The parliament will be meeting soon to vote on this proposal. Although the proposal has not been legally accepted, it has already increased hatred towards dogs and encouraged people to freely kill dogs, as reported in media.


So, what can you do?


If you feel bothered by this situation, here are some petitions that you can check out by OIPA, Care2, and

*** (in Turkish)

You can also share these petitions and support the ongoing animal protection movement with "Sokaktayım Yanındayım" or "Sokak Hayvanları Sahipsiz Değil". #SokaktayımYanındayım #SokakHayvanlarıSahipsizDeğil

If there is anything you'd like to learn more about, or if you would like to help in other ways, feel free to get in touch with me.



Free-ranging outdoor dogs:


As a wildlife biologist and a naturalist who has worked with multiple species of insects, birds, and mammals, I know there are concerns that outdoor dogs and cats can harm wildlife. This topic is complex but I strongly think that speciesism makes everything more complicated than it needs to be, and every individual animal has a right to live their life regardless of what species they are.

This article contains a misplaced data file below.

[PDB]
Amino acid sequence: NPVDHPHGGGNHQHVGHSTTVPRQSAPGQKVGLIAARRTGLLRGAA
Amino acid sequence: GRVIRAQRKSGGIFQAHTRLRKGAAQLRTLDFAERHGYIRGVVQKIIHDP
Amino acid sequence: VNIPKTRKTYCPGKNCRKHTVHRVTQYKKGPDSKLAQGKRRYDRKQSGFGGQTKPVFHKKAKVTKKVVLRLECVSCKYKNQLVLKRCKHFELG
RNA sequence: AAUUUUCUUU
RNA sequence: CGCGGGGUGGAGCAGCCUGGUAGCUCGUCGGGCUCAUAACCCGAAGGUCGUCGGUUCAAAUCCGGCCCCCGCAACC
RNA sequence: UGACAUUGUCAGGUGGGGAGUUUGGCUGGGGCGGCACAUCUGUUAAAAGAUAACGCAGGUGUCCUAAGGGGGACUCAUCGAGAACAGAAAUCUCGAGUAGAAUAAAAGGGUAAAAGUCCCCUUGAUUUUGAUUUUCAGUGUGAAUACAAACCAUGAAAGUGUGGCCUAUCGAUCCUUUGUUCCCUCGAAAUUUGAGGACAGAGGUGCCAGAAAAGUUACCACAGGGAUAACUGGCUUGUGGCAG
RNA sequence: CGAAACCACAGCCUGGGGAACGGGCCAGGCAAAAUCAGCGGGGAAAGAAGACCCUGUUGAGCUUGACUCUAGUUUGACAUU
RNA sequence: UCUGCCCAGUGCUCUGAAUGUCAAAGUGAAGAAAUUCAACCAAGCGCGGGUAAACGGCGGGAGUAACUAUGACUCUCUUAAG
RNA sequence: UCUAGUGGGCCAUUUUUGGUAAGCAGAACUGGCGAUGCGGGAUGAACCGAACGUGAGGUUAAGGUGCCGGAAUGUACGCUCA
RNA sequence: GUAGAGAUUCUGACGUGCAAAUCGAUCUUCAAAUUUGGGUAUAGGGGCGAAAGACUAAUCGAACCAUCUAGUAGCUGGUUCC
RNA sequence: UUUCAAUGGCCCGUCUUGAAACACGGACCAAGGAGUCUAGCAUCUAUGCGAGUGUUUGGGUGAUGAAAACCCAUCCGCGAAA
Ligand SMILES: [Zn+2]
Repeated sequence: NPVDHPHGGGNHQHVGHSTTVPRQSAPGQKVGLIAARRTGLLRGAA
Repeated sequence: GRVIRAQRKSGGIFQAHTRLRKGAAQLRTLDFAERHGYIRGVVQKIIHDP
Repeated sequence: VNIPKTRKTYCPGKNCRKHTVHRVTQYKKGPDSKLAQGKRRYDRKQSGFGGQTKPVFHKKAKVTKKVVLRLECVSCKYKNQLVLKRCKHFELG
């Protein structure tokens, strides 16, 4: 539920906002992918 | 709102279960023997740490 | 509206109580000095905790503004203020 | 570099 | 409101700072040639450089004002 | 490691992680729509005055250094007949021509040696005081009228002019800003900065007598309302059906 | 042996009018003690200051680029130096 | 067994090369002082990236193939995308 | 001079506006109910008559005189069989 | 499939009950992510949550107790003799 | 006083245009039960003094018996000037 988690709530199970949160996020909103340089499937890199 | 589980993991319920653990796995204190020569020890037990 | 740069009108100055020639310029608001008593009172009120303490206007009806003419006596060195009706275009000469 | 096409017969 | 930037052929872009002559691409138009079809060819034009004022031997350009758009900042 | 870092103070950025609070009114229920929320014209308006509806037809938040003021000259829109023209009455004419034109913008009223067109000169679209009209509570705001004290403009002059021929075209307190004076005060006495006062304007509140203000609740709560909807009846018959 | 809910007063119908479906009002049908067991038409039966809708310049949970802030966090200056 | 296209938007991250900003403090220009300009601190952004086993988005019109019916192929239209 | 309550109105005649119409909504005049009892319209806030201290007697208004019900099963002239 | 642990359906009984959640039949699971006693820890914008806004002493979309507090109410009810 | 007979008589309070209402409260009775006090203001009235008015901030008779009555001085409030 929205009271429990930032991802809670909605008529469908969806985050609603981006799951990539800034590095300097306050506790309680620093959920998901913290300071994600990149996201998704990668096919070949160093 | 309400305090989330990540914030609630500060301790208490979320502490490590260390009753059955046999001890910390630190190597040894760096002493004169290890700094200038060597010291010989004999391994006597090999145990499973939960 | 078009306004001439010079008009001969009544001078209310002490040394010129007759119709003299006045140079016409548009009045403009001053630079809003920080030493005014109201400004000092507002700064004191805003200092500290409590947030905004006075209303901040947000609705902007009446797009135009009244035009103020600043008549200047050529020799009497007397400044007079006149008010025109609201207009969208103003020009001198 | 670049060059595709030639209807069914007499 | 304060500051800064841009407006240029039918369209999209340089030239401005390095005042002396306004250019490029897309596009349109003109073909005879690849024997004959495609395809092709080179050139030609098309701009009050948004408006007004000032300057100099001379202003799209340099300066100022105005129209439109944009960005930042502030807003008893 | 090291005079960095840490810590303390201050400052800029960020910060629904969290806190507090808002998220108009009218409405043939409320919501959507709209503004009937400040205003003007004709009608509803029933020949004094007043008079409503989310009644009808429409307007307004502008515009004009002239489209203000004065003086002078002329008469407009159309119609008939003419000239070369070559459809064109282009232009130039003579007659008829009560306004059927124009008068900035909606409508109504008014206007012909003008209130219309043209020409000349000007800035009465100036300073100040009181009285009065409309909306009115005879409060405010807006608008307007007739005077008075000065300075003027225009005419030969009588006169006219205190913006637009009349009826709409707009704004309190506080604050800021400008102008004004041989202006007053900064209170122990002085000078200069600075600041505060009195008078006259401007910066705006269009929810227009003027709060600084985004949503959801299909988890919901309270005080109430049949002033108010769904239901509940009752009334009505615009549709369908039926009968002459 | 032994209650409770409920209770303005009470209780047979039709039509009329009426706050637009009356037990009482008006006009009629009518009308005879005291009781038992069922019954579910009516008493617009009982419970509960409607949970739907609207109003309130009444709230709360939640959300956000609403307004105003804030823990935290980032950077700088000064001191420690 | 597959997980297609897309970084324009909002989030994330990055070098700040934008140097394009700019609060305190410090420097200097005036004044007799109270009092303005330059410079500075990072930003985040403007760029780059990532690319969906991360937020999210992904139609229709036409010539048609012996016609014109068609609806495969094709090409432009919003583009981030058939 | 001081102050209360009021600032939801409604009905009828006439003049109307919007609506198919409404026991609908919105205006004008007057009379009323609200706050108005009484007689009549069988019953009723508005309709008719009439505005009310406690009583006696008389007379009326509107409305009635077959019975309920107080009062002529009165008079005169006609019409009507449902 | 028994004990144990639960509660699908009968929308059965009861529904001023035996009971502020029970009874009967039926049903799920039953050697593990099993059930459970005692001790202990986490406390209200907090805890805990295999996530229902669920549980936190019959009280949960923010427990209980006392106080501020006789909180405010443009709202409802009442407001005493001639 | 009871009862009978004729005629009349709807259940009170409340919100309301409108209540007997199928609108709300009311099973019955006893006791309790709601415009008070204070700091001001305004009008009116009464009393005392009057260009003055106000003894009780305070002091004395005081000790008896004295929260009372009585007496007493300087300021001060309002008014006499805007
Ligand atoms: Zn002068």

Mass killing is never the solution!

In an ideal world, every single dog would live in a place where they are loved and cared for by their human friends, and where they are completely safe and able to fully enjoy their life. Unfortunately, I do not think this is the case anywhere in the world. Many dogs are either living in shelters or rescues without any guarantee that they will not be killed due to lack of space or resources, or as outdoor strays or ferals without any guarantee that they will be able to find food, water, shelter, or protection from humans.

Until a long-term solution is in operation to maximize the safety and the well-being of dogs in Turkey, it is absolutely essential to protect them from laws that focus on killing them instead of giving them an opportunity to live.